9 books about animals, nature and protest to inspire us to protect our world
Published on: 15 July 2021 Author: Linda Newbery
This Book is Cruelty Free author Linda Newbery is passionate about protecting our planet, so here she shares nine books that could inspire young readers to make a difference...
Books shape lives. We know that, so here I've included two books that were early influences on my views of animals and humans and how we interact.
It's ever more clear that we must urgently protect the natural world and its habitats, and that our lives and those of animals are interlinked. In This Book is Cruelty Free, I examine the ways in which our daily choices affect animals and the environment, and how we can minimise the harm we do by making compassionate choices.
My recommendations here include books about appreciating wildlife and natural surroundings, and - on a different track - books about protest, and how we can use our voices to fight cruelty and injustice.
Illustration: Ruth Brown
Black Beauty by Anna Sewell is one of the first books I loved as a child - first in an abridged version (I vividly remember the illustrations) and then the full text. It's an unforgettable, classic story inspired by Anna Sewell's compassion for horses and despair at the cruelties inflicted on them in Victorian London. Poor Ginger's fate still makes me cry.
Bambi by Felix Salten isn't nearly so well known as the Disney film it inspired. Like Black Beauty, it encourages us to empathise with animals and to see humans from their point of view - and most humans don't come out of it well, killing and maiming wild animals for sport. Bambi learns to survive, but also to fear humankind.
If your encounter with Bambi is through the Disney film or the spin-off books, it's well worth searching out this more serious, occasionally harrowing read.
Illustration: Levi Pinfold
In A Street Dog Named Pup, published this year, Gill Lewis has written what's already described as a classic - a Black Beauty for our age. Cruelly abandoned, German Shepherd cross Pup falls into the company of other street dogs and learns survival skills, confronting many dangers.
Without being in the least heavy-handed, Gill Lewis raises many issues about dog-owning and breeding: abandonment, puppy-farming, the deliberate selective breeding of flat-faced dogs that results in breathing problems, and the horror of organised dog-fighting. It's a gripping, moving story.
For the solace and inspiration of the natural world, I highly recommend Diary of a Young Naturalist by Dara McAnulty. He records his fifteenth year through close and eloquent observations of the natural world, where he finds both intense joy and escape from his social difficulties; open about his autism, he refers to being badly bullied at school. We'll surely see more of him in future as an advocate and writer: 'This churning in me, it's got to go somewhere.'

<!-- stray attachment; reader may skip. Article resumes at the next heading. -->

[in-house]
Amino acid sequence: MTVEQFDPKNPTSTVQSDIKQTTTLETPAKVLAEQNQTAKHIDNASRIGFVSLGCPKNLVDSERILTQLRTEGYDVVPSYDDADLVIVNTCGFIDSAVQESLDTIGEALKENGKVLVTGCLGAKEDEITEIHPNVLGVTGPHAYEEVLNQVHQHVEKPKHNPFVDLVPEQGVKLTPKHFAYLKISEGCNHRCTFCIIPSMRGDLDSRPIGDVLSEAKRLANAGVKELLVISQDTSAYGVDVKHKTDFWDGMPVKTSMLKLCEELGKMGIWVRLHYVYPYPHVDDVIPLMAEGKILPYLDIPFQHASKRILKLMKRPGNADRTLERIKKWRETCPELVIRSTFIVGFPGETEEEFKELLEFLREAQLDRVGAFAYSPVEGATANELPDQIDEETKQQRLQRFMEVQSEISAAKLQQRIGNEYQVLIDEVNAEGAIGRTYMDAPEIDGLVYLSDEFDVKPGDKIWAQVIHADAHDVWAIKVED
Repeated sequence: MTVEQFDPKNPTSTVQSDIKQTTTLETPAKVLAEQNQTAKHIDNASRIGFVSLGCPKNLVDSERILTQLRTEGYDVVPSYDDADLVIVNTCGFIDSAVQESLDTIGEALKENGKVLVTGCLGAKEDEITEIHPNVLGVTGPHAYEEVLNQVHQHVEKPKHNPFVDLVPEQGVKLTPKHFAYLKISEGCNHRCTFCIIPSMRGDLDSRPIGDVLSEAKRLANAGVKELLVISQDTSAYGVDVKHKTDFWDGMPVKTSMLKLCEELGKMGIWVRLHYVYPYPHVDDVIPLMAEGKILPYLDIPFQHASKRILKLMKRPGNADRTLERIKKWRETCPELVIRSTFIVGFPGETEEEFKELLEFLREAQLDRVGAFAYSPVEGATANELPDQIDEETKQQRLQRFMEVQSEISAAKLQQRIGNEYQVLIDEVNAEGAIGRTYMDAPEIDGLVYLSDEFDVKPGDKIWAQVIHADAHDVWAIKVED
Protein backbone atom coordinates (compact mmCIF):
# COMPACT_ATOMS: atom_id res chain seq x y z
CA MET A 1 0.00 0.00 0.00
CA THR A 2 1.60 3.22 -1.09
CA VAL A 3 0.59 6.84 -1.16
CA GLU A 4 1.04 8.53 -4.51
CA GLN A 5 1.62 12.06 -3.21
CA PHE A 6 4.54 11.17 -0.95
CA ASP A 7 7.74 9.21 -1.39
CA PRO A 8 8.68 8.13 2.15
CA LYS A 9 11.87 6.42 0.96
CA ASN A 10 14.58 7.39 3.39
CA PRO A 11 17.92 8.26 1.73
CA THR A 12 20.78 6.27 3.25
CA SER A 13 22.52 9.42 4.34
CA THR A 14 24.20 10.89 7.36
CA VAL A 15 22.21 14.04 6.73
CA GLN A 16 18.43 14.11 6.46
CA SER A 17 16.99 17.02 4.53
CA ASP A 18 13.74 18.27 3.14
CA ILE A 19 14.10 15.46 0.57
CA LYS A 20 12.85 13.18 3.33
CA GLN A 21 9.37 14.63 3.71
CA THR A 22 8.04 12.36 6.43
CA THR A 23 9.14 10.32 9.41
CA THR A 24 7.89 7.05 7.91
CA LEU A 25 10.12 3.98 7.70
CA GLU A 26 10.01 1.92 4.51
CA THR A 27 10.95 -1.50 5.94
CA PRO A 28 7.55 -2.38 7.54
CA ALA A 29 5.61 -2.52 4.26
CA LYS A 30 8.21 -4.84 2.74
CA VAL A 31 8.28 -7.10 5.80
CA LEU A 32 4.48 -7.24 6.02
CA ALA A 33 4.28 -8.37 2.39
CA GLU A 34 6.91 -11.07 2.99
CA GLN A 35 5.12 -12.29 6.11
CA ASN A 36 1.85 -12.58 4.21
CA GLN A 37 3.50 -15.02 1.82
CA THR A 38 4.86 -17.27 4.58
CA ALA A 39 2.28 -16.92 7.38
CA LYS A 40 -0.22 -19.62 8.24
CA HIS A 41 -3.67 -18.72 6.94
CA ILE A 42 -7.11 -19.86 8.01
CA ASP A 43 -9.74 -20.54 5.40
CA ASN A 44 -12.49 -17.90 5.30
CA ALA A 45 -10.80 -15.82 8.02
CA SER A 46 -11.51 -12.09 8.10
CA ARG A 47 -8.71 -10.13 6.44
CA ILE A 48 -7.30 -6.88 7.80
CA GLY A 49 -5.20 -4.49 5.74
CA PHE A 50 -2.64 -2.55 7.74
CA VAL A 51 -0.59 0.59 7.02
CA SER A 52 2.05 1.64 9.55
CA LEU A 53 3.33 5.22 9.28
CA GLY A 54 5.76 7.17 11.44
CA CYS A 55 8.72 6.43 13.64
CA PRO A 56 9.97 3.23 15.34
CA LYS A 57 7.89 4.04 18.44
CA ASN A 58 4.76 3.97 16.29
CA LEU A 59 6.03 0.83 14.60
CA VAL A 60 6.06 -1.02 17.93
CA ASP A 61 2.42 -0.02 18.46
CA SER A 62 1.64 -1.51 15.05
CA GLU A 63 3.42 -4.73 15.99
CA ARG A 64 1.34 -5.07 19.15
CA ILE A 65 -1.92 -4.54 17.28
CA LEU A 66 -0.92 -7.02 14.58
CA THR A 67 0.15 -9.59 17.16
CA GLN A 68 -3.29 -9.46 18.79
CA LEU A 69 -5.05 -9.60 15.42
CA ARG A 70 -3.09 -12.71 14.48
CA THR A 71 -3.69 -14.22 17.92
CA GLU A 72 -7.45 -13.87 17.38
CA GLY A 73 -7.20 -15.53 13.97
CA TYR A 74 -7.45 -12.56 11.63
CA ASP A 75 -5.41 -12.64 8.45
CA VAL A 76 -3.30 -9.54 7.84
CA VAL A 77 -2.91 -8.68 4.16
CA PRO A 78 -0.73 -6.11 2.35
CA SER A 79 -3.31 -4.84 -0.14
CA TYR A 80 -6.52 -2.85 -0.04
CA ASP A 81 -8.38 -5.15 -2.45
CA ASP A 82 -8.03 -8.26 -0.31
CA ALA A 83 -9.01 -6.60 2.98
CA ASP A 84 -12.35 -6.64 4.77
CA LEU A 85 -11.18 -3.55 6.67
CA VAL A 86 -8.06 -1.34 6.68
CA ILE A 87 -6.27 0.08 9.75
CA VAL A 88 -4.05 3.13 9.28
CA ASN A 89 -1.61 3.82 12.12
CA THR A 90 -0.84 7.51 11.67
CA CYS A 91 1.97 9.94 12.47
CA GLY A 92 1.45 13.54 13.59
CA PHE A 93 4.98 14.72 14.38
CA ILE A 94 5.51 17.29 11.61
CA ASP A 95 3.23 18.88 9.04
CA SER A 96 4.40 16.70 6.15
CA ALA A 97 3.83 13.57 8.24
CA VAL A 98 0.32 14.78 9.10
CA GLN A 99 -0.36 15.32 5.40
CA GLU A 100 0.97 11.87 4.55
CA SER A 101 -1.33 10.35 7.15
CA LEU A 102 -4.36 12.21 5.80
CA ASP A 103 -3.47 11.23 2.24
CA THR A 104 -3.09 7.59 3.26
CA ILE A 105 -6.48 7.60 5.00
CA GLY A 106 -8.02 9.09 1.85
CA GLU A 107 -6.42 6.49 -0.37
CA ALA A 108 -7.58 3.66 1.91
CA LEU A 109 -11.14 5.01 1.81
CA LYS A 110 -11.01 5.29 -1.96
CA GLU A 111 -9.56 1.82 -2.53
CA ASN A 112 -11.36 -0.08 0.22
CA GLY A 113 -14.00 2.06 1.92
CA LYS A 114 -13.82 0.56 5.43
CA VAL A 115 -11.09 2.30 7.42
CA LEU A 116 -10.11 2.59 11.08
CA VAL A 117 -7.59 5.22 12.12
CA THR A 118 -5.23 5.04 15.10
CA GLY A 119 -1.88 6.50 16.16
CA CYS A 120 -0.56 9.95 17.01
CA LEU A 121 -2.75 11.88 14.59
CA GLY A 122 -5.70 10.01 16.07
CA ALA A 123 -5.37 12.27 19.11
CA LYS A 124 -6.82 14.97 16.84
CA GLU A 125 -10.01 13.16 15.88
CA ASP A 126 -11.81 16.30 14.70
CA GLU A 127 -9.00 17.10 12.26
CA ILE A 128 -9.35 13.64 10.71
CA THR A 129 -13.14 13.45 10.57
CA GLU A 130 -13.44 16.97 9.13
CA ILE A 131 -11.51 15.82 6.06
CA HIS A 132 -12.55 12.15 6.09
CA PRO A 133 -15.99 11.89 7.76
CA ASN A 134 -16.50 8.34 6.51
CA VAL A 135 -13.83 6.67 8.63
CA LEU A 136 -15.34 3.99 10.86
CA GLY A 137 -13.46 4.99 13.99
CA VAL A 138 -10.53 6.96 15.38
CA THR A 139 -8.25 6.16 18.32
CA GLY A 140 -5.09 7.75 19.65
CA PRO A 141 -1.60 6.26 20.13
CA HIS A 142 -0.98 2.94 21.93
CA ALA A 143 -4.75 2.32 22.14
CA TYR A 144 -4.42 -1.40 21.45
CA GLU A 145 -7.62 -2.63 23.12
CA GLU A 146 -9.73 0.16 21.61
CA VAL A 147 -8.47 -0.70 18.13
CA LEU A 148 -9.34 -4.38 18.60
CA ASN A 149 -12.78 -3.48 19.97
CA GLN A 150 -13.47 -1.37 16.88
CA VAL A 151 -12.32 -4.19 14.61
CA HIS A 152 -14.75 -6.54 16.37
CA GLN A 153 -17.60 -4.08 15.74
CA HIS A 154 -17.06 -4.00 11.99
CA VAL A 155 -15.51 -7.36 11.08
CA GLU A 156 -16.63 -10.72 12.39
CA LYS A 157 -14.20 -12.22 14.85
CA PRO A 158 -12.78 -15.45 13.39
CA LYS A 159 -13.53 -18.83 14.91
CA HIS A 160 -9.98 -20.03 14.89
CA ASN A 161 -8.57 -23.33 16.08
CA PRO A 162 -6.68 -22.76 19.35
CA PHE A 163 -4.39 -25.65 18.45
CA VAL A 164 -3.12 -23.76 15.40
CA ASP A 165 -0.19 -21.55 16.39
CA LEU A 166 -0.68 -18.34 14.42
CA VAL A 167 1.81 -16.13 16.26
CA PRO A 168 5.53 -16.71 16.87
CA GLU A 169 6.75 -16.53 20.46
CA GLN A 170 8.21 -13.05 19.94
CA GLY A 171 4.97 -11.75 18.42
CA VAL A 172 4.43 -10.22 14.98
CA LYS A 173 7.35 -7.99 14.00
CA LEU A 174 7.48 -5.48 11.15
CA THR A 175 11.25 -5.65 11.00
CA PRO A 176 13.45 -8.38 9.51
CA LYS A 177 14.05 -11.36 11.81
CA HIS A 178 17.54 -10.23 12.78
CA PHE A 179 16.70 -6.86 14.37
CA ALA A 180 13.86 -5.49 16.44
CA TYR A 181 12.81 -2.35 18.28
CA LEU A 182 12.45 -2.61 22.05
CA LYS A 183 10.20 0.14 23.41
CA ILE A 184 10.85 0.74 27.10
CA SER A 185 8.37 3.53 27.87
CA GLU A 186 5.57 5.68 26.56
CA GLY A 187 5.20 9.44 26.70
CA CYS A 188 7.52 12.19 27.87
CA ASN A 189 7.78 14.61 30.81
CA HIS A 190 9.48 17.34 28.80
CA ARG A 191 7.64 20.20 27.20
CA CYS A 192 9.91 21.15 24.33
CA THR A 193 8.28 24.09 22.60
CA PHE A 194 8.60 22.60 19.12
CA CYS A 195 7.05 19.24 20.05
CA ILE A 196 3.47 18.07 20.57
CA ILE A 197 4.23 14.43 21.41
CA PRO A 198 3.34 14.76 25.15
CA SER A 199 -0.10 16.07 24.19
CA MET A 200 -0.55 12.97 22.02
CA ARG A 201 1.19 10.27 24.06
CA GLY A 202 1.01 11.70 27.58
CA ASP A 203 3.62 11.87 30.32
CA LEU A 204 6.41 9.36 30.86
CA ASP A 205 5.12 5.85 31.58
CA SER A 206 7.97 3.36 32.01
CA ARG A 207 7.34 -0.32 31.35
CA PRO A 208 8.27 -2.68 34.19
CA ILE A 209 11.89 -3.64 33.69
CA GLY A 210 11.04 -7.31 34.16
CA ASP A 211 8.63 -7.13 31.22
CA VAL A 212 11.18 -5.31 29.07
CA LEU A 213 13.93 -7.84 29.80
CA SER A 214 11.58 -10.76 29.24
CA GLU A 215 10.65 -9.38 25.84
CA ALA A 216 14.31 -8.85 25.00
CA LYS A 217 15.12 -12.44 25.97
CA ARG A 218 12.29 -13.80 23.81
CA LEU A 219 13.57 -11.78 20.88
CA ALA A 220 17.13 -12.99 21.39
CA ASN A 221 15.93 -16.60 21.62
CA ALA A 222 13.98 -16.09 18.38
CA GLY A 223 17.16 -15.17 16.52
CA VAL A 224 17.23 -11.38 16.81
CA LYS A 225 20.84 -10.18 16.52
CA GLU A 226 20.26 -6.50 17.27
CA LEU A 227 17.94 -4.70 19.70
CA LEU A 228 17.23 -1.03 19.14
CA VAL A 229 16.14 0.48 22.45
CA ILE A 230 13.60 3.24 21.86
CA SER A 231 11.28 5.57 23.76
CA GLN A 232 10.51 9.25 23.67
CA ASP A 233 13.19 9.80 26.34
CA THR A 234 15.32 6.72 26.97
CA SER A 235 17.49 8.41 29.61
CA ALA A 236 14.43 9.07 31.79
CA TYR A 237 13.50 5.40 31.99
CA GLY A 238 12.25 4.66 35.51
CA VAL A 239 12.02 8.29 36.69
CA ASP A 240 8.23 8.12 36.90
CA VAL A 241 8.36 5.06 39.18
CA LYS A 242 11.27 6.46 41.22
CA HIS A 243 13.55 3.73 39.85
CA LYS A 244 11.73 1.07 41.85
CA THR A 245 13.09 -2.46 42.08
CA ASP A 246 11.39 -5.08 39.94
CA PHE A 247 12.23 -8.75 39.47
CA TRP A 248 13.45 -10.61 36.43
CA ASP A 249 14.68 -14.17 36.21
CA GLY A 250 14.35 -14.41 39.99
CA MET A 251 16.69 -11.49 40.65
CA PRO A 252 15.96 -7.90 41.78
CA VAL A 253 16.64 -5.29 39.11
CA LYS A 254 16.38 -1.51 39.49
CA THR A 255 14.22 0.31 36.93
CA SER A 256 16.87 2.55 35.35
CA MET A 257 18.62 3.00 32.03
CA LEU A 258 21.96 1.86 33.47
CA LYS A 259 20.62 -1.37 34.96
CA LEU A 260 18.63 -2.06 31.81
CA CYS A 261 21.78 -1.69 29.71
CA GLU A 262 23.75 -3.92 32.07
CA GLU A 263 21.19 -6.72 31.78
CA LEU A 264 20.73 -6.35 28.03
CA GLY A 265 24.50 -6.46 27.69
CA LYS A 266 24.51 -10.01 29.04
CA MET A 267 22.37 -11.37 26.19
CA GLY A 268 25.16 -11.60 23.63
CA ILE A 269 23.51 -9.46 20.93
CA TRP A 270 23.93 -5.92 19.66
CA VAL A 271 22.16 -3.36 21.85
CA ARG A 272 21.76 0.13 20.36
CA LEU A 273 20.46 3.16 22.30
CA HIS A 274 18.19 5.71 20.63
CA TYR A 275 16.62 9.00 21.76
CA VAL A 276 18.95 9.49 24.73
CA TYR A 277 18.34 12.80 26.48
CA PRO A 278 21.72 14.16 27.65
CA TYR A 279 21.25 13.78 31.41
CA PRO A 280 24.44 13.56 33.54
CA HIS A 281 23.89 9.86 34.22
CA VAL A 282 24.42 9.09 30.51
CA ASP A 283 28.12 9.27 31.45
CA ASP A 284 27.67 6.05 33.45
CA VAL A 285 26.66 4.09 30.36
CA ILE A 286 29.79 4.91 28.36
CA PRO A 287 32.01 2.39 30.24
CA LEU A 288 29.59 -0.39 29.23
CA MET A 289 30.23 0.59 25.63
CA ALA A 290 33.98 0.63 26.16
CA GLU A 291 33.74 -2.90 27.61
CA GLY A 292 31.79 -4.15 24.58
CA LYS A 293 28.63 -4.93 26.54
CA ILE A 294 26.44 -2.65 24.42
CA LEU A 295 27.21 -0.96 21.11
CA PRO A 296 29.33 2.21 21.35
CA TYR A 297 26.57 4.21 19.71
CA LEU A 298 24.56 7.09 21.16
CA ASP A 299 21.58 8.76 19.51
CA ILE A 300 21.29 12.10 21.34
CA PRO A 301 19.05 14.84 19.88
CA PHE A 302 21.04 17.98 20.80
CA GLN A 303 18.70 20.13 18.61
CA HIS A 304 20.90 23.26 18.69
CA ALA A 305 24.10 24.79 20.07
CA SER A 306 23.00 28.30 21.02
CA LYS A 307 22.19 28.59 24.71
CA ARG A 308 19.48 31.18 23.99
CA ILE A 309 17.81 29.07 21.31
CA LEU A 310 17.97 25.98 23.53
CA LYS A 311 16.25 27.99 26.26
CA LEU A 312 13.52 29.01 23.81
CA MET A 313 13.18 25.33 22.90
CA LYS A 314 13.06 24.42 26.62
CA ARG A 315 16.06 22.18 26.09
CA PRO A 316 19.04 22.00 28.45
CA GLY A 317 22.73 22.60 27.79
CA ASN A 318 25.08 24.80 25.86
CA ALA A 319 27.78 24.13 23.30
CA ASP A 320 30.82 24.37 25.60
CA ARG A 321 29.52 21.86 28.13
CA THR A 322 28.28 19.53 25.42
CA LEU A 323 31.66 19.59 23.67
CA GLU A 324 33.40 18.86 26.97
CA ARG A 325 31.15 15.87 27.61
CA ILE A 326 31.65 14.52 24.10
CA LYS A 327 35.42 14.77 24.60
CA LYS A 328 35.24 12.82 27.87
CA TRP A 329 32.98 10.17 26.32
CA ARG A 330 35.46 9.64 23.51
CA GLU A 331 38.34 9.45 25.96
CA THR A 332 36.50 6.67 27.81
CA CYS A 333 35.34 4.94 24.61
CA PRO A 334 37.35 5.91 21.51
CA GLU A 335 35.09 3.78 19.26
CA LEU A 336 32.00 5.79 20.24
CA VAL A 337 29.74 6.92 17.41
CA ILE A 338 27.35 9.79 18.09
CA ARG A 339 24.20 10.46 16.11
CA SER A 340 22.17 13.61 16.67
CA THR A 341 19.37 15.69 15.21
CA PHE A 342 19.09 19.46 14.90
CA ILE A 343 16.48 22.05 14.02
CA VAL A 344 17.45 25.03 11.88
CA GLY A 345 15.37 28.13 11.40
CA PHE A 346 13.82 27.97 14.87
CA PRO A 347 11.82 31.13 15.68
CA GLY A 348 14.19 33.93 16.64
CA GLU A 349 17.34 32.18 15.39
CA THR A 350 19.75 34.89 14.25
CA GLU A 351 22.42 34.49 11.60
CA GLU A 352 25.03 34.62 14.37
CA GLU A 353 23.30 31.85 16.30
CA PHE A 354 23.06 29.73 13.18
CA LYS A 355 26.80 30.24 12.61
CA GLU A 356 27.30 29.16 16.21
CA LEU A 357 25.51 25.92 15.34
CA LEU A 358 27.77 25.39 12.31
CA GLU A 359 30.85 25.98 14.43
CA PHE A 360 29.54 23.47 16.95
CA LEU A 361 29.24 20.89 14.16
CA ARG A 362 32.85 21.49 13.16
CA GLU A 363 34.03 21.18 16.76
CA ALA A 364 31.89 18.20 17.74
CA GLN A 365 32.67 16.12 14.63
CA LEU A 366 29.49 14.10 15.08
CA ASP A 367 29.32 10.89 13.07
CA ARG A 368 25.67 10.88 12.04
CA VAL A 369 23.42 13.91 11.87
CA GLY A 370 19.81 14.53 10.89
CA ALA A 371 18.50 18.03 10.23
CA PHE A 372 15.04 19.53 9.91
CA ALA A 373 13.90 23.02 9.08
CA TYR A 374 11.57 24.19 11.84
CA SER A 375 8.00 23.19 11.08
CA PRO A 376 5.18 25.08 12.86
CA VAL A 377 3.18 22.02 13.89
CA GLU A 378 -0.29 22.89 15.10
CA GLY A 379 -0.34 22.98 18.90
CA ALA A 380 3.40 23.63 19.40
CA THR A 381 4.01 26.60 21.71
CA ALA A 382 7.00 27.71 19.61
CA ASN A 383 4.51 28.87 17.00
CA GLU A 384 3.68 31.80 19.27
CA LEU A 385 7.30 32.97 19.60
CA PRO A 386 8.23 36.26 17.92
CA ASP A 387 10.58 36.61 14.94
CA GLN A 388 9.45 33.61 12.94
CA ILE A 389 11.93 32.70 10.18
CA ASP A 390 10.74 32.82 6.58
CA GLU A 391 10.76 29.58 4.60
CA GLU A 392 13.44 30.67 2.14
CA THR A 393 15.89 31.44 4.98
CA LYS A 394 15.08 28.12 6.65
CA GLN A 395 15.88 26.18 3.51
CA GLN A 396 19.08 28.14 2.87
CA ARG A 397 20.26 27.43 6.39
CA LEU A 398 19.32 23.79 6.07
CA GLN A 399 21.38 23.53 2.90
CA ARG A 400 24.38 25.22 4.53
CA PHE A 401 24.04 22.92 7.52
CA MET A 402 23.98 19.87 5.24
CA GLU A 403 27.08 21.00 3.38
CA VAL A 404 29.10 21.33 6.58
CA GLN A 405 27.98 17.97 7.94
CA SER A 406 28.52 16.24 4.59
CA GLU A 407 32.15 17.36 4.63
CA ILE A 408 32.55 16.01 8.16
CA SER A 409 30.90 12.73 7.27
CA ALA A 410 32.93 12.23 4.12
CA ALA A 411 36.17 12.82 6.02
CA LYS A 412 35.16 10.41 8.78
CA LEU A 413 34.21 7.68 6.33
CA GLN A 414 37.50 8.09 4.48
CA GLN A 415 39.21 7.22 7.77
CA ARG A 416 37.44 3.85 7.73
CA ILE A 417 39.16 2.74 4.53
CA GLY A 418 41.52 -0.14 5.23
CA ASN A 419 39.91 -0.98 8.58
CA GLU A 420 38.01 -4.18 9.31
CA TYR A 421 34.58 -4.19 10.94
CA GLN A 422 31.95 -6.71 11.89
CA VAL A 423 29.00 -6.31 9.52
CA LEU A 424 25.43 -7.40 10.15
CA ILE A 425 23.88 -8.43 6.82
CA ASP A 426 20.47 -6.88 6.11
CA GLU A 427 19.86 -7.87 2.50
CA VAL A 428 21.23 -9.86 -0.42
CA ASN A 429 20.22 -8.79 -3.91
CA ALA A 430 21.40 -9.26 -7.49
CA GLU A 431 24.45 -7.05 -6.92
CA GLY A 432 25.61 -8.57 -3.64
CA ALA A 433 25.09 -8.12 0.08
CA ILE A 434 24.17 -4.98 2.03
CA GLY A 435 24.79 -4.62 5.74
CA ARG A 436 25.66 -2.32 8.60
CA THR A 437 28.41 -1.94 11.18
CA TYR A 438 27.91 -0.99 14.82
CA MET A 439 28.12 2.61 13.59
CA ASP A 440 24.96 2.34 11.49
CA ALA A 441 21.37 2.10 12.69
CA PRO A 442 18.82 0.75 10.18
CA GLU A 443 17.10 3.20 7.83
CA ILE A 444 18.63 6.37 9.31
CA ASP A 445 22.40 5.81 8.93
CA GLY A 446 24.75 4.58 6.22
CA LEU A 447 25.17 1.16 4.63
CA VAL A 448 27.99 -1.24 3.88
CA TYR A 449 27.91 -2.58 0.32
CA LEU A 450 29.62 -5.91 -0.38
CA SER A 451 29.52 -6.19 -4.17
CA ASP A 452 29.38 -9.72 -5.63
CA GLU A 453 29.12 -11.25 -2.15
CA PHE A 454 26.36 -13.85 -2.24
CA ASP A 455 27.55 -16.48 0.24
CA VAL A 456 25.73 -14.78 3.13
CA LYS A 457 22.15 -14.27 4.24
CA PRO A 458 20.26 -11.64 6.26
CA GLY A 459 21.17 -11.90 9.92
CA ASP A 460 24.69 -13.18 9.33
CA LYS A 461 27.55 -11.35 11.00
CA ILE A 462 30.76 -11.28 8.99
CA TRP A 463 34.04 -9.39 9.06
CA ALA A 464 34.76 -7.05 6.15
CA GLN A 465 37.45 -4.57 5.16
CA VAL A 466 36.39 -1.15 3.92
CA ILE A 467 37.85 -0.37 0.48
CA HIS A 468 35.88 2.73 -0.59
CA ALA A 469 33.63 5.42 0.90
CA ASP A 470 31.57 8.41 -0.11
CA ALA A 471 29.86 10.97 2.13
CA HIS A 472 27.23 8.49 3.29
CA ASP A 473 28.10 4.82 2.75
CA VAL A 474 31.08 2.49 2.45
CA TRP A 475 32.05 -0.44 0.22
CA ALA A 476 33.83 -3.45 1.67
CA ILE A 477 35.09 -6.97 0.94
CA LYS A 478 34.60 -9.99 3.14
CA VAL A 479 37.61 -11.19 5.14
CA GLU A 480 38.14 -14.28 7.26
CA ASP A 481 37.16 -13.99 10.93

Pic: Sterre Verbokkem
Back to Nature: How to Love Life – And Save It by wildlife presenter Chris Packham and his stepdaughter Megan McCubbin is chatty and often impassioned, springing from their lockdown social media project, the Self Isolating Bird Club. Their book combines scientific facts with a plea to readers to assess our own behaviour and what we buy and consume, and to look critically at organisations and companies - and governments - that put profit over sustainability.
The Lost Words, with evocative poems by Robert Macfarlane and gorgeous illustrations by Jackie Morris, also encourages us to look closely at what's around us. The beauty of this book is that it focuses on plants and birds most of us have seen - dandelions, starlings, conkers, acorns - as well as the more elusive kingfishers and otters. Nature is all around us, even in cities, if we look for it.
Illustration: Jackie Morris
On the subject of protest and the need for change, I've chosen two books about racial injustice, both with Jamaican protagonists and set in the 18th century. Alex Wheatle's young adult novel Cane Warriors is a necessarily brutal but gripping story based on a slave rebellion, Tacky's War. Frank about the horrors of slave ownership and repression, it manages to offer some hope of change for main character Moa.
Catherine Johnson's engrossing story for younger readers, Freedom, tells the story of Nat, whose work as a garden apprentice sees him sent from Jamaica to London, where he believes he'll be free. He finds to his dismay that slaves are still regarded as 'property' in England as elsewhere, but in his bid for escape he meets initiators of the anti-slavery movement and finds hope for a better future.
Protest! is a brilliant collaboration by sisters Alice and Emily Haworth-Booth, subtitled, 'How people have come together to change the world'. With appealing illustrated spreads, it dramatises well-known protests such as Votes for Women, the American Civil Rights movement, Black Lives Matter and Gandhi's Salt March, while also including many around the world that most of us won't have heard of.
Practical advice shows that protesting doesn't have to mean barricading streets or getting arrested; it can take the form of art, writing, theatre and using your voice to influence others. Essential for every school library, and a great gift for any young person who sees the need for a fairer world.
Maybe, in this age of Black Lives Matter and growing awareness of the climate emergency, habitat destruction, social injustices around the world and the urgent need to take better care of our planet and all its inhabitants, young people are more likely than ever to seek change for the better.
This Book is Cruelty Free by Linda Newbery is out now, published by Pavilion Books.
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